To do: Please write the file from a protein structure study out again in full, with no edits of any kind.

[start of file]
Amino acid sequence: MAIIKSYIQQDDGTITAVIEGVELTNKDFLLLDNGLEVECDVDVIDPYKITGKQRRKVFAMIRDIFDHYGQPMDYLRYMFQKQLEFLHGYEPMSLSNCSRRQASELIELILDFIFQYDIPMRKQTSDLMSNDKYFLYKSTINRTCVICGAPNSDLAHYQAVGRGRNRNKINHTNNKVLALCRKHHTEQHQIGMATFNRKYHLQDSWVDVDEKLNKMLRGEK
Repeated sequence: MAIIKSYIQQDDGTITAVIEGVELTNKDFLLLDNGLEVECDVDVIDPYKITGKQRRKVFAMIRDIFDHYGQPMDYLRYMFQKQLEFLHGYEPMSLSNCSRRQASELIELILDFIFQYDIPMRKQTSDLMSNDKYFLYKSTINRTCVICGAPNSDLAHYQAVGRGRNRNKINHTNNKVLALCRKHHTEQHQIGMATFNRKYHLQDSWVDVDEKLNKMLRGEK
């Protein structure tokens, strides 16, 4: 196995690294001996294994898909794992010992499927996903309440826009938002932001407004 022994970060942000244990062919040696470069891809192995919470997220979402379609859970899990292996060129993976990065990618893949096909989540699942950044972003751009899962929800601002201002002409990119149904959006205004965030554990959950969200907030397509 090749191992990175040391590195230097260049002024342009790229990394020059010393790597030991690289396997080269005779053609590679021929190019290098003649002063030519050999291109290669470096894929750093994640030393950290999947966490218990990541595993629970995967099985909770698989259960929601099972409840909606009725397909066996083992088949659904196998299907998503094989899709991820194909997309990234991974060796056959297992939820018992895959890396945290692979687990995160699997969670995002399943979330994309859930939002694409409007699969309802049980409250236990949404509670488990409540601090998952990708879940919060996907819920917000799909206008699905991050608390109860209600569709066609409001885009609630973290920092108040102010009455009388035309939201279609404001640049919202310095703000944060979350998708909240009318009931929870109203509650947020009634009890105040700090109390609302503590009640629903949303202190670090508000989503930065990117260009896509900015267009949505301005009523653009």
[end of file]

Amino acid sequence: MAIIKSYIQQDDGTITAVIEGVELTNKDFLLLDNGLEVECDVDVIDPYKITGKQRRKVFAMIRDIFDHYGQPMDYLRYMFQKQLEFLHGYEPMSLSNCSRRQASELIELILDFIFQYDIPMRKQTSDLMSNDKYFLYKSTINRTCVICGAPNSDLAHYQAVGRGRNRNKINHTNNKVLALCRKHHTEQHQIGMATFNRKYHLQDSWVDVDEKLNKMLRGEK
Repeated sequence: MAIIKSYIQQDDGTITAVIEGVELTNKDFLLLDNGLEVECDVDVIDPYKITGKQRRKVFAMIRDIFDHYGQPMDYLRYMFQKQLEFLHGYEPMSLSNCSRRQASELIELILDFIFQYDIPMRKQTSDLMSNDKYFLYKSTINRTCVICGAPNSDLAHYQAVGRGRNRNKINHTNNKVLALCRKHHTEQHQIGMATFNRKYHLQDSWVDVDEKLNKMLRGEK
């Protein structure tokens, strides 16, 4: 196995690294001996294994898909794992010992499927996903309440826009938002932001407004 022994970060942000244990062919040696470069891809192995919470997220979402379609859970899990292996060129993976990065990618893949096909989540699942950044972003751009899962929800601002201002002409990119149904959006205004965030554990959950969200907030397509 090749191992990175040391590195230097260049002024342009790229990394020059010393790597030991690289396997080269005779053609590679021929190019290098003649002063030519050999291109290669470096894929750093994640030393950290999947966490218990990541595993629970995967099985909770698989259960929601099972409840909606009725397909066996083992088949659904196998299907998503094989899709991820194909997309990234991974060796056959297992939820018992895959890396945290692979687990995160699997969670995002399943979330994309859930939002694409409007699969309802049980409250236990949404509670488990409540601090998952990708879940919060996907819920917000799909206008699905991050608390109860209600569709066609409001885009609630973290920092108040102010009455009388035309939201279609404001640049919202310095703000944060979350998708909240009318009931929870109203509650947020009634009890105040700090109390609302503590009640629903949303202190670090508000989503930065990117260009896509900015267009949505301005009523653009």